ALLERGY, RESPIRATORY
Know Your Asthma Triggers
Molecule in Skin May Link Eczema and Asthma
'Safe' Ozone Levels May Not Be for Some
ALTERNATIVE MEDICINE
Indian Spice May Thwart Liver Damage
Taking the Mystery Out of Hypnotherapy
Birds Don't Miss a Beat
ANIMAL CARE
Separation Anxiety, Canine-Style
'Comfort Dogs' Come to Emotional Rescue
Rest Easy. When It Comes to Swine Flu, Your Pet Is Safe
BONES & JOINTS
Using a Balloon to Repair a Broken Back
Tai Chi May Help Ward Off Knee Pain in Seniors
Resistance Training Boosts Mobility in Knee Arthritis Patients
CANCER
Massage Therapy Helps Those With Advanced Cancer
Selenium, Omega-3s May Stave Off Colorectal Cancer
Multiple Screening Strategy Boosts Cervical Cancer Detection
CAREGIVING
With Age Comes Greater Risk of Hypothermia
Simpler Sleep Apnea Treatment Seems Effective, Affordable
High Rate of Rehospitalizations Costing Billions
CIRCULATORY SYSTEM
Obesity Linked to Heart Failure Risk
Drink a Little Wine, Live a Little Longer
Exercise Extends Life of Kidney Patients
COSMETIC
Study Evaluates Laser Therapies for Hair Removal
With Psoriasis, the Internet May Offer Hope
Science May Banish Bad Hair Days
DENTAL, ORAL
Gum Disease Might Boost Cancer Risk
Holistic Dentistry-My View
Gum Disease May Reactivate AIDS Virus
DIABETES
Coffee, Tea Might Stave Off Diabetes
Drug May Not Help Diabetes-Related Eye Damage
Chamomile Tea May Ward Off Diabetes Damage
DIET, NUTRITION
Successful Weight Loss Shows Unique Brain Patterns
Go Healthy, Not Hungry for Holiday Eating
Potassium-Rich Foods May Cut Stroke, Heart Disease Risk
DISABILITIES
Review Finds Marijuana May Help MS Patients
Could Your Cell Phone Help Shield You From Alzheimer's?
ENVIRONMENTAL HEALTH
Household Insecticides May Be Linked to Autoimmune Diseases
Smog Standards Need Tightening, Activists Say
Chemicals in Carpets, Non-Stick Pans Tied to Thyroid Disease
EYE CARE, VISION
Omega-3 Foods May Lower Eye Disease Risk
Contact Lens Cases Often Contaminated
It's a Whole New Outlook for Cataract Patients
FITNESS
Super Bowl Loss Can 'Kill' Some Fans
Be Healthy, Spend Less
When It Comes to Lifting, the Pros Have Your Back
GASTROINTESTINAL PROBLEMS
Peppermint Oil, Fiber Can Fight Irritable Bowel
Soothing Imagery May Help Rid Some Kids of Stomach Pain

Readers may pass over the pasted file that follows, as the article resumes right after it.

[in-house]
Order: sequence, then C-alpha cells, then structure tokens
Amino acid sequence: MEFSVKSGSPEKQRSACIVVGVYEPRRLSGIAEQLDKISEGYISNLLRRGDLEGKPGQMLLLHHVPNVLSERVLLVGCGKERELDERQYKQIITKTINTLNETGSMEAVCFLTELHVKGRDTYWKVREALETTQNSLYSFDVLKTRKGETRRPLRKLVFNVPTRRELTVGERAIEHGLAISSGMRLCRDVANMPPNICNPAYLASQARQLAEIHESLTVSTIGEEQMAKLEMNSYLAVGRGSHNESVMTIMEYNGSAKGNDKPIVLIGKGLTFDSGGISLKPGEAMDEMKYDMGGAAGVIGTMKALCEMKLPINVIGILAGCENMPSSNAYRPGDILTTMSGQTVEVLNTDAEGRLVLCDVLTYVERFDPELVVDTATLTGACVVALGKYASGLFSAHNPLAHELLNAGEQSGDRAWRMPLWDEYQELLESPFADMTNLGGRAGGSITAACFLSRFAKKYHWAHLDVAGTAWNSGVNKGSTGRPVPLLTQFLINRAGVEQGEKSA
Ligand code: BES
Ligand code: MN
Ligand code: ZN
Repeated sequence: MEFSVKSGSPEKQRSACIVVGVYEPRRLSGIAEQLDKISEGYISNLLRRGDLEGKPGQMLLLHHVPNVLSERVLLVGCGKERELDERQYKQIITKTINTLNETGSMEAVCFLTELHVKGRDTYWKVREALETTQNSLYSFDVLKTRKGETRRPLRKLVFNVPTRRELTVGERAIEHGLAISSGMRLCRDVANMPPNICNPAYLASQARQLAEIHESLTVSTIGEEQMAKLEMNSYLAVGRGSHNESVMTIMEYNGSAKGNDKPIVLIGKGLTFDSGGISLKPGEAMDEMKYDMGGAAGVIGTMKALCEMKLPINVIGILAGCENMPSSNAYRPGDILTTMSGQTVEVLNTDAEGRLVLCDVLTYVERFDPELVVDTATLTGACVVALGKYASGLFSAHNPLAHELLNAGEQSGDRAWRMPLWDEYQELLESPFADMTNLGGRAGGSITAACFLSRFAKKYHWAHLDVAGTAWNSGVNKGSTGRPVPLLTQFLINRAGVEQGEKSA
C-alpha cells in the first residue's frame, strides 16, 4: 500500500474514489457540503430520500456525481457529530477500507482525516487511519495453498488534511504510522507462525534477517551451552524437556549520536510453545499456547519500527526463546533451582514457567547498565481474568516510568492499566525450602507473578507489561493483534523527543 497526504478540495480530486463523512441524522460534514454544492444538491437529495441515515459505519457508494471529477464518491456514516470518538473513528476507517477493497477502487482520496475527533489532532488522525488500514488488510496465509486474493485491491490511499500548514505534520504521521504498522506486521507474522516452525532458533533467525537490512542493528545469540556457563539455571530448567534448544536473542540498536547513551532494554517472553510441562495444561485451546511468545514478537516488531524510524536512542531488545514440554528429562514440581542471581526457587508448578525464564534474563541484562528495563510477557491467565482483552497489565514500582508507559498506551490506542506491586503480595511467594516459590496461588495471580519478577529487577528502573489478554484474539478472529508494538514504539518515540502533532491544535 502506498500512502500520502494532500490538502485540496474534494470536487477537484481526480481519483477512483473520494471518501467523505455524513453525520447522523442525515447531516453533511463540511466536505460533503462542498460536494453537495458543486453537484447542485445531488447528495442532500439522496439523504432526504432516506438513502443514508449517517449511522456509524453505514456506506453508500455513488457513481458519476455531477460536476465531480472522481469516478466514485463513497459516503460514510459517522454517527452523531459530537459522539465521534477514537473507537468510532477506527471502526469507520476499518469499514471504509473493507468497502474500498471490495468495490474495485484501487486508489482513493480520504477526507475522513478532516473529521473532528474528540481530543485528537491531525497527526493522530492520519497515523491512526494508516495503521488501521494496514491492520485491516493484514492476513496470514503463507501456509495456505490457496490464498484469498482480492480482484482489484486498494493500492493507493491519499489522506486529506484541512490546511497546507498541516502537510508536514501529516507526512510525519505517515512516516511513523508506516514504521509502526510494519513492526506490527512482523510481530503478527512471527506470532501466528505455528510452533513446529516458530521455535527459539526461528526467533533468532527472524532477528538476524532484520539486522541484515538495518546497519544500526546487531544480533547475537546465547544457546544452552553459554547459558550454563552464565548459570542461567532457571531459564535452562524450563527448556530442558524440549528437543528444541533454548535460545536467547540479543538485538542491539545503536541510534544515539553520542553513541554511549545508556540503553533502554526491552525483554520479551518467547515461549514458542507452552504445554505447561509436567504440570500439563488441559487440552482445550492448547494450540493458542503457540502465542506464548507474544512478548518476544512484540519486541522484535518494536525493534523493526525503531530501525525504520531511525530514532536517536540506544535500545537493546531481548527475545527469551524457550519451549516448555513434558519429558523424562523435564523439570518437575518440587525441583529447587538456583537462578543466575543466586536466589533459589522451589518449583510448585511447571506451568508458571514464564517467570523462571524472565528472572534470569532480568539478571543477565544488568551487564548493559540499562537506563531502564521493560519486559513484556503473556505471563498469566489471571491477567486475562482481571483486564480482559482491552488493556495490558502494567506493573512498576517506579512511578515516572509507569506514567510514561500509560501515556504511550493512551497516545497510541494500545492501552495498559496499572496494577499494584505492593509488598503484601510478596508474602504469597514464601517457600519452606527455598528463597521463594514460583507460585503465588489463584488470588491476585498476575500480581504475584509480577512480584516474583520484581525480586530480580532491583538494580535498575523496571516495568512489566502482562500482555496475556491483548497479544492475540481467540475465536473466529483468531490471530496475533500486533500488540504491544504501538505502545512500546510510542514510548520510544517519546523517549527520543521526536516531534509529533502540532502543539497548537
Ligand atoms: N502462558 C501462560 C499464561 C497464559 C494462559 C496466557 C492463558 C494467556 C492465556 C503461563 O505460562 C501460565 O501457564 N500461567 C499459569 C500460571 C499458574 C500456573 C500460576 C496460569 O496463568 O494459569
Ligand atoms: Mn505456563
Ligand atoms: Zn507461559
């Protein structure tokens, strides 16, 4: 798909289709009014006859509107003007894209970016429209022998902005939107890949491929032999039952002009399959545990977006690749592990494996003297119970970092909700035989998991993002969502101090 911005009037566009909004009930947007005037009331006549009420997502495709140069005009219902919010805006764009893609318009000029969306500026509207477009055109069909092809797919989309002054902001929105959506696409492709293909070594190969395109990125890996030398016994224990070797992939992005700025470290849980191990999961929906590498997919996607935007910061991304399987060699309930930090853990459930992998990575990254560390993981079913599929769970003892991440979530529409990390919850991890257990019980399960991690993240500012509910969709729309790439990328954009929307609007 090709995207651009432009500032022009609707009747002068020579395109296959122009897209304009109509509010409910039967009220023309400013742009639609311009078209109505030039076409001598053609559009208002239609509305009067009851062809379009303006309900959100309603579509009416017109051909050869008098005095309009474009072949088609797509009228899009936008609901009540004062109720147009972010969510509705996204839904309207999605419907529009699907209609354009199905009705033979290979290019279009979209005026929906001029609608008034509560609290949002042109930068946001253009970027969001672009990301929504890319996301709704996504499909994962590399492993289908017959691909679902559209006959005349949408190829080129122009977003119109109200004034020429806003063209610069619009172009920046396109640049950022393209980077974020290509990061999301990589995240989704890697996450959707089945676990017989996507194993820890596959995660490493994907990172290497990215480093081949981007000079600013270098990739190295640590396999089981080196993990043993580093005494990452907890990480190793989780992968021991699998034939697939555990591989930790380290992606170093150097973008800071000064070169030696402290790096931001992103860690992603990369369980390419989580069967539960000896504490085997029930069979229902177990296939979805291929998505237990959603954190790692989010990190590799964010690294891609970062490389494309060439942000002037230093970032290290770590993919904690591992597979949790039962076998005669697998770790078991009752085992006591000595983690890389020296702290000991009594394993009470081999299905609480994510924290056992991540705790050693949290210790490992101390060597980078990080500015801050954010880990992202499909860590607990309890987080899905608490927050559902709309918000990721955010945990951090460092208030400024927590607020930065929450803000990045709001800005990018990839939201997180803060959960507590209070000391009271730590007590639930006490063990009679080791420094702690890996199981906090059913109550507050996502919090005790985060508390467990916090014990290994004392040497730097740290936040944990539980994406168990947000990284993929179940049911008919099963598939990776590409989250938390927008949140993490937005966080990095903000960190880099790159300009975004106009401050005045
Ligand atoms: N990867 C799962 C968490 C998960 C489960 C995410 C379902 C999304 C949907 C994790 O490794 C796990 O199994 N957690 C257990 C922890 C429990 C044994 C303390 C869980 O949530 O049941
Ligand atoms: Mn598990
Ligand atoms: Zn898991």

New Yogurt May Ease Stomach Ulcers
GENERAL HEALTH
Parents Influence Sex Decisions, Hispanic Teens Say
Any Old Cane Won't Do
Green Spaces Boost the Body and the Mind
HEAD & NECK
Many Children Will Outgrow Headaches
Zen May Thicken Brain, Thwart Pain
Ski Helmets Encouraged for All
HEALTH & TECHNOLOGY
Study Suggests Link Between Cell Phones and Brain Tumors
Magnet Therapy May Ease Hard-to-Treat Depression
'Comfort Dogs' Come to Emotional Rescue
HEARING
Summer Sounds Can Lead to Hearing Loss
Noise Hurts Men's Hearing More, Study Shows
HEART & CARDIOVASCULAR
Obese People Seem to Do Better With Heart Disease
Relaxation Tapes or Mozart Lower Blood Pressure
Psychiatric Drugs Might Raise Cardiac Death Risk
INFECTIOUS DISEASE
The HPV Vaccine: Preventative Medicine or Human Sacrifice?
Older Adults May Have Some Immunity to Swine Flu
More Medicinal Uses for Pomegranate
INFERTILITY
Obesity May Affect Fertility in Young Womene
KID'S HEALTH
Heart Defects in Newborns Linked to Antidepressants
St. John's Wort Doesn't Work for ADHD
Traffic, Dust Linked to Asthma in Kids
MEN'S HEALTH
Physical Activity May Prolong Survival After Colon Cancer
The Dark Side of Vegetarianism
Lots of Sex May Prevent Erectile Dysfunction
MENTAL HEALTH
Drink Away Dementia?
Positive Brain Changes Seen After Body-Mind Meditation
Fear Response May Stem From Protein in Brain
PAIN
Are We Exercising Pain Away? Not So Much.
Acupuncture, Real or Fake, Eases Back Pain
Alleviating Rheumatoid Arthritis
PHYSICAL THERAPY
PREGNANCY
Woman in America Are Delaying Motherhood, Study Says
Heart Defects in Newborns Linked to Antidepressants
Sugary Colas Tied to Gestational Diabetes
SENIORS
A Little Alcohol May Stave Off Alzheimer's
Seniors Cope With Sleep Loss Better Than Young Adults
Older Adults May Have Some Immunity to Swine Flu
SEXUAL HEALTH
SLEEP DISORDERS
6 to 8 Hours of Shut-Eye Is Optimal for Health
Sleeping Could Help Women Lose The Baby Fat
Meditation May Help Put Primary Insomnia to Bed
WOMEN'S HEALTH
Mom and Baby Alike May Benefit From Exercise
Exercise As Well As Acupuncture, May Ease Polycystic Ovarian Syndrome